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Understanding ‘context-driven’ testing. Interview with Paul Carvalho. Part I

With over 25 years working with teams on computers, software and technology across various domains, Paul Carvalho specializes in systems analysis, collaborative problem solving, test design and exploratory testing.
17 April 2014
Interviews
The article by a1qa
a1qa

Paul Carvalho, like everyone who a1qa has interviewed, is really passionate about Testing and enjoys mentoring and helping others to develop better testing skills and knowledge. His colleagues call Paul “The Quality doctor”. With over 25 years working with teams on computers, software and technology across various domains, he specializes in systems analysis, collaborative problem solving, test design and exploratory testing. During his long career Paul made his input to success of BlackBerry, AGFA, many scientific and research centers.

As a software testing coach and practitioner, Paul helps testers and teams grow and adapt to complement development efforts – to increase collaboration, effectiveness and efficiency, and to provide value to projects. He is a regular speaker at testing workshops and conferences, blogs occasionally, loves scripting with Ruby, and enjoys discovering new ways to break systems and applications.

“Have concerns about your Quality, QA, Testing or integrating with Agile? Let’s talk” – This is what Paul is proposing to do in his blog. a1qa accepted the invitation. 

a1qa: Paul, during your impressive career you worked in a variety of industries, including Financial Services, Healthcare, Telecommunications, Engineering and many others. Which industry was the most challenging and demanding for more QA skills, patience and diligence?

Paul Carvalho (P.C.): About 15 years ago, I first heard the Jerry Weinberg quote “all problems are people problems.” I hadn’t met Jerry yet, and so I struggled a bit with that phrase at the time. I was rising in my career, pursuing learning from anyone and anything related to software testing and QA. For reference, getting good information and training was harder in the late ’90s than it is today.

I dived into quality assurance consulting and it was like magic. I couldn’t wait to show other testers what I learned and how powerful these new techniques were. I was working in the Healthcare industry at the time. I learned two valuable lessons while working in that company:

1. Not all testers cared to learn test techniques or think of their jobs as a profession. Blasphemy! Surely all testers would want to learn these magical, scientific thinking tools?! Alas, I was wrong.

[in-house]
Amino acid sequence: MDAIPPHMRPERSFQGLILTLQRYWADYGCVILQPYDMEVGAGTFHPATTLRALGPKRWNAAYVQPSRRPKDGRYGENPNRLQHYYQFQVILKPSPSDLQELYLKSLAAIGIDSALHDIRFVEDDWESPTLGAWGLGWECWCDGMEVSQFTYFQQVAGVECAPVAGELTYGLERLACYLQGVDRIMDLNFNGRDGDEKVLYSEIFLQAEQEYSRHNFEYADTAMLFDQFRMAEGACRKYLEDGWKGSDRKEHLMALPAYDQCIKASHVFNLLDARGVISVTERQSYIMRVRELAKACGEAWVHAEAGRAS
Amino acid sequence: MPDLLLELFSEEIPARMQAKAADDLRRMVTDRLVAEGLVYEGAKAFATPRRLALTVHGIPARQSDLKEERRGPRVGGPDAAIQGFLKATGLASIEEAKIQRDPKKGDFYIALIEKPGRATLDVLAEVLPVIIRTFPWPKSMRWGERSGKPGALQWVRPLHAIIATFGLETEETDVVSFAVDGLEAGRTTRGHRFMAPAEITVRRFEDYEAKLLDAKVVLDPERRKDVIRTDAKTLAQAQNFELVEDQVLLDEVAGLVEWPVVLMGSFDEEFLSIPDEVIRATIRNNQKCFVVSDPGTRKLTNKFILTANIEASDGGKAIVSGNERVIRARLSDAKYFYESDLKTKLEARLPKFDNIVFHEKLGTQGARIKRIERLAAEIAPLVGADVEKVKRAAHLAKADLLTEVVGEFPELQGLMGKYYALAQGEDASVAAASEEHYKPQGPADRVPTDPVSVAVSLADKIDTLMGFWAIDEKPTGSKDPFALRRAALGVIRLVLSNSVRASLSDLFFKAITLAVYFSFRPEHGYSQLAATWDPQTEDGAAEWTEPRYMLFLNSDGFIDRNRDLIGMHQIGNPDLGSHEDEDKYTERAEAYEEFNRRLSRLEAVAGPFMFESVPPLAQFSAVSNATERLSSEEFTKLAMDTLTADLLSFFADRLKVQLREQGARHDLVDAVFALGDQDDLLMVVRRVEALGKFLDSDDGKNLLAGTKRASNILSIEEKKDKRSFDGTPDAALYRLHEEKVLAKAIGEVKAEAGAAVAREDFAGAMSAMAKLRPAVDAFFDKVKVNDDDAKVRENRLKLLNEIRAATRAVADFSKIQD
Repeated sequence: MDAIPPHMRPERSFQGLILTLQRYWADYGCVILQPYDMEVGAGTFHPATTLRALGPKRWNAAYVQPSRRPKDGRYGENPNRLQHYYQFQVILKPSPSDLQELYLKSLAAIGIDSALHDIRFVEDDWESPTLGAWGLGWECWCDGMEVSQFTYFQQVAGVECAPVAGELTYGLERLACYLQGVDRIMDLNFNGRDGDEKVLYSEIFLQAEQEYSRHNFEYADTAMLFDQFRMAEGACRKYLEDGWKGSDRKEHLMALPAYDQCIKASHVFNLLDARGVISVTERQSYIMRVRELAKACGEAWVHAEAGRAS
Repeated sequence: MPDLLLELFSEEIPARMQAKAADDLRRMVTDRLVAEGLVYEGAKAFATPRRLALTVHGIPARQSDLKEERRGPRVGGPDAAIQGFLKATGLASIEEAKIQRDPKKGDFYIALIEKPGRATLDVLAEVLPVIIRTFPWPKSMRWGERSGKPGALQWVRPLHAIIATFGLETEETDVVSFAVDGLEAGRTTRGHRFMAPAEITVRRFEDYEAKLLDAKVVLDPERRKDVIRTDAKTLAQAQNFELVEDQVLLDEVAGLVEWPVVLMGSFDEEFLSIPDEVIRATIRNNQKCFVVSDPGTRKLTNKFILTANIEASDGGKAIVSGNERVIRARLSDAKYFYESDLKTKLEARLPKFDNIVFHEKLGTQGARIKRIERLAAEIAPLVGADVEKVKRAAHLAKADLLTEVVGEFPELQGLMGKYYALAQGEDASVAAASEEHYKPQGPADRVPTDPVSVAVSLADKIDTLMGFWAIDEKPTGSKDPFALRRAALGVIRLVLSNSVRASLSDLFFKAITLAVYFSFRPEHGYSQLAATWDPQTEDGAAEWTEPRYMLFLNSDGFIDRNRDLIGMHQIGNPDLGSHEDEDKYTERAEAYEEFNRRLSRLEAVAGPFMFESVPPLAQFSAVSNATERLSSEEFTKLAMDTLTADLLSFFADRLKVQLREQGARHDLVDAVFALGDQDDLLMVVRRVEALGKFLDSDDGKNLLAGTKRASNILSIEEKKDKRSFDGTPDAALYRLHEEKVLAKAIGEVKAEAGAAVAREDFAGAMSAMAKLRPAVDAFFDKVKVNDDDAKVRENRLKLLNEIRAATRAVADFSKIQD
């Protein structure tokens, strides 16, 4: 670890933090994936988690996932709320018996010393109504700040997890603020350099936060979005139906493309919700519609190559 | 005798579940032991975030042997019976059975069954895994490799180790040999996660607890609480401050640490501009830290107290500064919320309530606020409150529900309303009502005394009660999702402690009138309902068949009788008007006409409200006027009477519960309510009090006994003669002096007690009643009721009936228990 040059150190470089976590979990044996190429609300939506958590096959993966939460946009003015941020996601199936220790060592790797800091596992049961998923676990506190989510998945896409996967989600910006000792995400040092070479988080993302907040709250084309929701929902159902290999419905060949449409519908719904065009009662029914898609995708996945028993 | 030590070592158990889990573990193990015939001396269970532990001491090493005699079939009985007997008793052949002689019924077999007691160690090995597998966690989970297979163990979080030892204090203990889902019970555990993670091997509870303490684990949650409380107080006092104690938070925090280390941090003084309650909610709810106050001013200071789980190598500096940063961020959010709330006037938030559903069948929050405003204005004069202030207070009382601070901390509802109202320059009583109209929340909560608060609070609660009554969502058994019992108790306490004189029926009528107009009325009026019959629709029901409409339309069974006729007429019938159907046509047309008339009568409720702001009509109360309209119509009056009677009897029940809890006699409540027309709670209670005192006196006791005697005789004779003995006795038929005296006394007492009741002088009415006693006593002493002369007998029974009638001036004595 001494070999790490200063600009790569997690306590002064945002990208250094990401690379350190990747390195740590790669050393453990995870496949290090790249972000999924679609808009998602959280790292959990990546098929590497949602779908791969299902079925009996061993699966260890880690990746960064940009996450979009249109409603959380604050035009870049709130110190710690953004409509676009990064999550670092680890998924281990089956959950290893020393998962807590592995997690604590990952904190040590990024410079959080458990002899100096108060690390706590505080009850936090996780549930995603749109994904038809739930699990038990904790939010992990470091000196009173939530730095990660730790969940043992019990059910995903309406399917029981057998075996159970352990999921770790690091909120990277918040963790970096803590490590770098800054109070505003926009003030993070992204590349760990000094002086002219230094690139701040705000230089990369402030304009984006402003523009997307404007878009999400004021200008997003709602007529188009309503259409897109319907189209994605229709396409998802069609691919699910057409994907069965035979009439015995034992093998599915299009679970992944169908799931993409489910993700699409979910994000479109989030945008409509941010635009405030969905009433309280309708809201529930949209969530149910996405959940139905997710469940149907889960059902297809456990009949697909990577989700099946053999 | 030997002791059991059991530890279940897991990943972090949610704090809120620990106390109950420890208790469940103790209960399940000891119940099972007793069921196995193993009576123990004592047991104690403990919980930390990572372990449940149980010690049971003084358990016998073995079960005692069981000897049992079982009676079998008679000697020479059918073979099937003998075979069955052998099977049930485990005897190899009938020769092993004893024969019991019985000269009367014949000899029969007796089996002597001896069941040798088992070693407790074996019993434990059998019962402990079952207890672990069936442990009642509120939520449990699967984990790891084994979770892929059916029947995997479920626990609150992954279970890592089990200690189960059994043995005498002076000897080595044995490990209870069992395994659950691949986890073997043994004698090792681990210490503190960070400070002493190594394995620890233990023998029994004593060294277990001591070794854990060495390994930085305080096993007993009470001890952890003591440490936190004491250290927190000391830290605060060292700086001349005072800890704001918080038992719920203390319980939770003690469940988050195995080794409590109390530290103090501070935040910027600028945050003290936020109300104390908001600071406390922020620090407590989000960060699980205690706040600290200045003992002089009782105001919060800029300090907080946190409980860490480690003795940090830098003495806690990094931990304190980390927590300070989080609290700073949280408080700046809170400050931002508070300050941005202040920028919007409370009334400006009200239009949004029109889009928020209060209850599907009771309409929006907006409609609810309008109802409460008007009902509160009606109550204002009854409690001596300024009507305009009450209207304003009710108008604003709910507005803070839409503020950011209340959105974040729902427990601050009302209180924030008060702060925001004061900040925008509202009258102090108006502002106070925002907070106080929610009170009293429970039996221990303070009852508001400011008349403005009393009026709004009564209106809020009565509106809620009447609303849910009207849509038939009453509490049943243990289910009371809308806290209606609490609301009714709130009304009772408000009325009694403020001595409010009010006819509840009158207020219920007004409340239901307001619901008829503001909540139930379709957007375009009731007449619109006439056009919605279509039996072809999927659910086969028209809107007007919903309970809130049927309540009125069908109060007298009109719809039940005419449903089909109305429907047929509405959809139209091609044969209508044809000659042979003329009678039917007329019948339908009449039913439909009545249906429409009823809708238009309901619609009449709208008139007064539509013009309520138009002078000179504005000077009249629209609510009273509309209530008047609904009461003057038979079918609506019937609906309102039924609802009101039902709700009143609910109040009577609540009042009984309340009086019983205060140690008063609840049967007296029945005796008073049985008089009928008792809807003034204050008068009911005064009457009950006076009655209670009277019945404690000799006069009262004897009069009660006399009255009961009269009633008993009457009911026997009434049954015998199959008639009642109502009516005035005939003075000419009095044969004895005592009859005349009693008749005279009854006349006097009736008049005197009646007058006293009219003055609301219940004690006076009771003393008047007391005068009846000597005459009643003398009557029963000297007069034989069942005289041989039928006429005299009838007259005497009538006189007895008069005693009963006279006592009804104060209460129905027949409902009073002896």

2. The majority of the problems we encountered in getting products out the door had nothing to do with software testing techniques, processes or tools. Most of the problems came from people and relationships.

It was then that I truly understood that “QA” involves a lot more than testing, and that there were whole new areas of skills that I wanted or needed to work on beyond the test techniques that I was proud of.

I would say that the Healthcare environment was the most challenging, interpersonally complex, Regulatory rigorous and demanded more QA skills, patience and diligence than any other field I have worked in. I have a lot of respect for the professionals who continue to work in these intense environments over many years.
On a side note, I met Jerry Weinberg years later and he said to me after hearing a particular story I told: “All problems are people problems, especially the technical problems.” I now fully understand and appreciate that statement. That’s one of the reasons I like the Agile community so much – every coach I meet treats all problems as people problems. I have learned so many more new techniques and approaches for problem solving from the Agile community.

a1qa: How responsive were people in mentioned spheres to specific testing principles and requirements?

Paul Carvalho (P.C.): Different industries and technologies have different requirements for testing. I think each industry is responsive to testing principles and approaches, but I see the problem as more complex than that.

There is no “one right way” to do testing. In each situation I needed to learn what the project and customer needs were so that I could efficiently provide that information. Sometimes I would focus on exploratory testing; sometimes it might be test/check automation. Once, my main role was “Beta Test Manager” and I focused on managing a community of people worldwide to provide feedback on products that weren’t released yet. These were regular people, not testers, so it was certainly a challenge (for me) to keep the participants motivated and provide good feedback to us so we could make the products better.

In every company, I got the sense that Testing is important (in some way). The more you move from company to company, or industry to industry, the more flexible and adaptable you need to be in the types of approaches you use. I would say that moving around has helped me appreciate what “context-driven” means more than someone who has only ever worked in one place.

The first time you go into a company and try your favourite technique, tool or approach and watch it crash and burn, is very humbling. You adapt, learn and grow. You become wiser and better. Let go of your personal preferences and focus on what other people need. Challenges to specific testing principles often happen when testers refuse to let go.

Read the continuation of the interview next Tuesday.

Follow Paul on Twitter and subscribe to his blog.

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